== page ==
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                Rebuilding my personal infrastructure (at home and hosted) using Ansible. I’m creating all of my own playbooks, roles, etc. so it’s going slowly but once it’s done my management workload should drop appreciably. I currently have far too many snowflake servers but that’ll soon be a thing of the past.

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                  What level of home/personal severs do you have set up that Ansible has become desirable for them?

                  Also, what do you think about Ansible vs stuff like Puppet or Chef?

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                    I don’t have as many as my post possibly suggested - maybe ~30 servers across a mix of physical and virtual (and a mix of operating systems - mostly Debian, but also OpenBSD, NetBSD [soon to be decommissioned] and FreeBSD). I also have a few Windows Server VMs.

                    I host all of my own Internet services - DNS, mail (SMTP and IMAP), web sites for myself and family members, VPN, etc - as well as having lots of services at home (firewall, DNS, NTP, DHCP, Samba, web proxy, backups, home automation system, etc) and maintenance is becoming more and more onerous. I want to get rid of stuff like having to ssh into 10 servers to install the same package on each. Yes, there are things like Cluster SSH but I want to do things “properly” (and logging in via ssh and doing things manually doesn’t fall into that category in my book).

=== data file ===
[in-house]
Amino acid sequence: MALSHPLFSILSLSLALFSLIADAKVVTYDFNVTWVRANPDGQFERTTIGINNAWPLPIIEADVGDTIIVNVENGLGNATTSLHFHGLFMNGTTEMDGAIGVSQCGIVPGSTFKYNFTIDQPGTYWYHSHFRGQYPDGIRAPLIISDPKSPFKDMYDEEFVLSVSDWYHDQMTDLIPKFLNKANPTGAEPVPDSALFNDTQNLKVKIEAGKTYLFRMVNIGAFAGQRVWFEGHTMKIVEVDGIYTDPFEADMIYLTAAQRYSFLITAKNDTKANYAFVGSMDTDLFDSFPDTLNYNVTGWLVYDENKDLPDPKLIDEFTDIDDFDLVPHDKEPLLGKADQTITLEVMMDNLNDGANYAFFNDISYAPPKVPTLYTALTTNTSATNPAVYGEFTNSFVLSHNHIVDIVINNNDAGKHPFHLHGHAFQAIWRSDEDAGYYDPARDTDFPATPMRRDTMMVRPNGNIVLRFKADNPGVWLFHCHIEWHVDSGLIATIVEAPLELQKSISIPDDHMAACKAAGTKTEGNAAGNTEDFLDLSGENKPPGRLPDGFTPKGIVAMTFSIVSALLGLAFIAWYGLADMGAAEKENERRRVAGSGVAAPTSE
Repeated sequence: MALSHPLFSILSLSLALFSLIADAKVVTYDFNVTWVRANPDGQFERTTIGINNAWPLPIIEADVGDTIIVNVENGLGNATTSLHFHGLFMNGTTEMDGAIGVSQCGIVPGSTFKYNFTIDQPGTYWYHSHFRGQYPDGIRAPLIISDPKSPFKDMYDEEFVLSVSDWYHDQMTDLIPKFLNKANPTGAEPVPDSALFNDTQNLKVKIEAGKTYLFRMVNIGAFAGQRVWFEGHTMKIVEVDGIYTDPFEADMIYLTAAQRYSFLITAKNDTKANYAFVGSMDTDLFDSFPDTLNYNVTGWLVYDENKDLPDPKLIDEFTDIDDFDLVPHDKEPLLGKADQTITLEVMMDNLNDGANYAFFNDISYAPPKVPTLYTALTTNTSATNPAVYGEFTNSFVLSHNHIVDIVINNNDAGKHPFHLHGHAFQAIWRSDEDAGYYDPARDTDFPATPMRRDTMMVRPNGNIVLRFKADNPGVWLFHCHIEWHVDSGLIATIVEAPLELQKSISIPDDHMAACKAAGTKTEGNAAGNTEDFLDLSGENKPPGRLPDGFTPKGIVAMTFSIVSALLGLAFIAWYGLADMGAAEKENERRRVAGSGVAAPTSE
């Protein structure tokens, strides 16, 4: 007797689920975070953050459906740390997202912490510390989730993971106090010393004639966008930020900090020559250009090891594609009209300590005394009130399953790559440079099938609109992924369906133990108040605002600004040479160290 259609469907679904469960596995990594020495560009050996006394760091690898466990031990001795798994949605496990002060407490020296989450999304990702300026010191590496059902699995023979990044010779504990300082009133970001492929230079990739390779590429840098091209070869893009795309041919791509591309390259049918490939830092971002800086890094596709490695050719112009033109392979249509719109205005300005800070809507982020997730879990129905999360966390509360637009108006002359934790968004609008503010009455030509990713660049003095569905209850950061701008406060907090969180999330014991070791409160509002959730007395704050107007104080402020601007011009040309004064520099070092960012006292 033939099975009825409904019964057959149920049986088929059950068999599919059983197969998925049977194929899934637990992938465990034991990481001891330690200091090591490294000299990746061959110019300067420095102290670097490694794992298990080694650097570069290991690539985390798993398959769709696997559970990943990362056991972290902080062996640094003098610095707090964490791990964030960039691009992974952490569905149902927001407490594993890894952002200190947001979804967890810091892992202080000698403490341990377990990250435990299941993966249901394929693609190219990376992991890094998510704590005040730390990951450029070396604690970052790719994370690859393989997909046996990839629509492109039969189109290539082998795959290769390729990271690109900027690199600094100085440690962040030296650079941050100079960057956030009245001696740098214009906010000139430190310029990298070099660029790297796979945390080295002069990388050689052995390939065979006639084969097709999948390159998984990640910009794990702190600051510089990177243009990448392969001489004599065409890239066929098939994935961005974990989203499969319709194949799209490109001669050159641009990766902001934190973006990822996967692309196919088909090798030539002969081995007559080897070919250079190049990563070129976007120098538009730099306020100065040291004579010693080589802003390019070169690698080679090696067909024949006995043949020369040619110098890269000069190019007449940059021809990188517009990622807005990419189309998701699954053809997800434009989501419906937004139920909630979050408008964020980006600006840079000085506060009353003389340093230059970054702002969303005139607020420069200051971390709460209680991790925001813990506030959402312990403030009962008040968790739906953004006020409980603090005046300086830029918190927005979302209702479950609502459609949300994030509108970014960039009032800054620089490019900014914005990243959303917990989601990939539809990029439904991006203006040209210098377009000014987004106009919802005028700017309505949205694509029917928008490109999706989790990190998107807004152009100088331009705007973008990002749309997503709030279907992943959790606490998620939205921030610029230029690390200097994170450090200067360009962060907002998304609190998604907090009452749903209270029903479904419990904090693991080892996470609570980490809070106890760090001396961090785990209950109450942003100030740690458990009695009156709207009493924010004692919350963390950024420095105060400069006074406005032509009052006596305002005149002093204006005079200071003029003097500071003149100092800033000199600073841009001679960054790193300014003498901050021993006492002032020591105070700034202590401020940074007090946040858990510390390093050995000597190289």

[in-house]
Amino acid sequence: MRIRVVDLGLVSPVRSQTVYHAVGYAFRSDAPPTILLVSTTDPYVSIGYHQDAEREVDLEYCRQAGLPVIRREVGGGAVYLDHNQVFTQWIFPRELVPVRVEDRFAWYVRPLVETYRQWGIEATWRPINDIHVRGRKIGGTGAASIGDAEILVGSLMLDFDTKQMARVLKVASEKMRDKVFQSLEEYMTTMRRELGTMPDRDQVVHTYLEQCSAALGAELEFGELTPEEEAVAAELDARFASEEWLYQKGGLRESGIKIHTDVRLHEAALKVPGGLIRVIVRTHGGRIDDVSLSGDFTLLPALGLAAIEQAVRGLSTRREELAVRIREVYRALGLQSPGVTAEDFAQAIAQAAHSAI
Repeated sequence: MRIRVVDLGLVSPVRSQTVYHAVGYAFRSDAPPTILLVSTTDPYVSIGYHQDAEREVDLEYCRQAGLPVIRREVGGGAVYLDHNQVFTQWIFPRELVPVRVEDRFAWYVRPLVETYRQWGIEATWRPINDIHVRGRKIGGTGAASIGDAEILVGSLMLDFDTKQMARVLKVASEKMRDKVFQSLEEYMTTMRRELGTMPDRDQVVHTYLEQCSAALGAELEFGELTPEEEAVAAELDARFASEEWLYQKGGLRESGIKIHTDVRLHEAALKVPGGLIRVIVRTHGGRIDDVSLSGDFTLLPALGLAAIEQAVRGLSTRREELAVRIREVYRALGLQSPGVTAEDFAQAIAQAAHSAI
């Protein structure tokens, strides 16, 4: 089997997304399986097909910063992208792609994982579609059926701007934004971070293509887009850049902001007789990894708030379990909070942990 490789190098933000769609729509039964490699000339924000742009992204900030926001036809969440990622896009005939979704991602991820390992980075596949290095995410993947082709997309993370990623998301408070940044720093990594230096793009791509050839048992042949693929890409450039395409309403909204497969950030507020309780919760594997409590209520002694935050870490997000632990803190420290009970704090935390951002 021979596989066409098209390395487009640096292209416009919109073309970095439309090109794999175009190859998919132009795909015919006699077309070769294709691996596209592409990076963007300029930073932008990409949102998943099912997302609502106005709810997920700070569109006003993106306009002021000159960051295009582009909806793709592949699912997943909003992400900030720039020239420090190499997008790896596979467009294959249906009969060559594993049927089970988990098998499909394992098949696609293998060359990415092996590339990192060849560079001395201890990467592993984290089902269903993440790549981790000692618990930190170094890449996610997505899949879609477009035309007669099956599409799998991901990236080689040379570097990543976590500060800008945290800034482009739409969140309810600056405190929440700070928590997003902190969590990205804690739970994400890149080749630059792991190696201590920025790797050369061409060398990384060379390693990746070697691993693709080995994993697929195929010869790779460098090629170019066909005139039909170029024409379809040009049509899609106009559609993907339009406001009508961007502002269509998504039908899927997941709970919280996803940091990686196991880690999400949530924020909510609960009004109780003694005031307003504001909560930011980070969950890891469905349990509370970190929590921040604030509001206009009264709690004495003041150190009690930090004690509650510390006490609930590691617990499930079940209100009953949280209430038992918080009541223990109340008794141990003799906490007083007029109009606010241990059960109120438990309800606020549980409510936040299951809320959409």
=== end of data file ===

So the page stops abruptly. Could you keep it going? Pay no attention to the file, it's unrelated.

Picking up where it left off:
I don’t have any hands-on experience with Chef but I’ve used Puppet lightly in the past. I’m no Puppet expert so any comparison between it and Ansible wouldn’t do either of them any favours. I’ll just say that I rather like Ansible - the fact that it’s agentless is great and the relative simplicity is a plus in my book. Also, my Python skills are far better than my (rather rusty) Ruby skills. Sadly, I have no bow hunting skills.

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                      20-30 servers definitely seems like enough to start looking into tools to make managing them more pleasant, especially since it looks like you run enough services to host a small business.

                      As someone that has a minor ops interest (I run a server for a blog and some version control stuff, and have been doing it the hacky-manual way that one get away with when you only have a single server), Ansible does look interesting.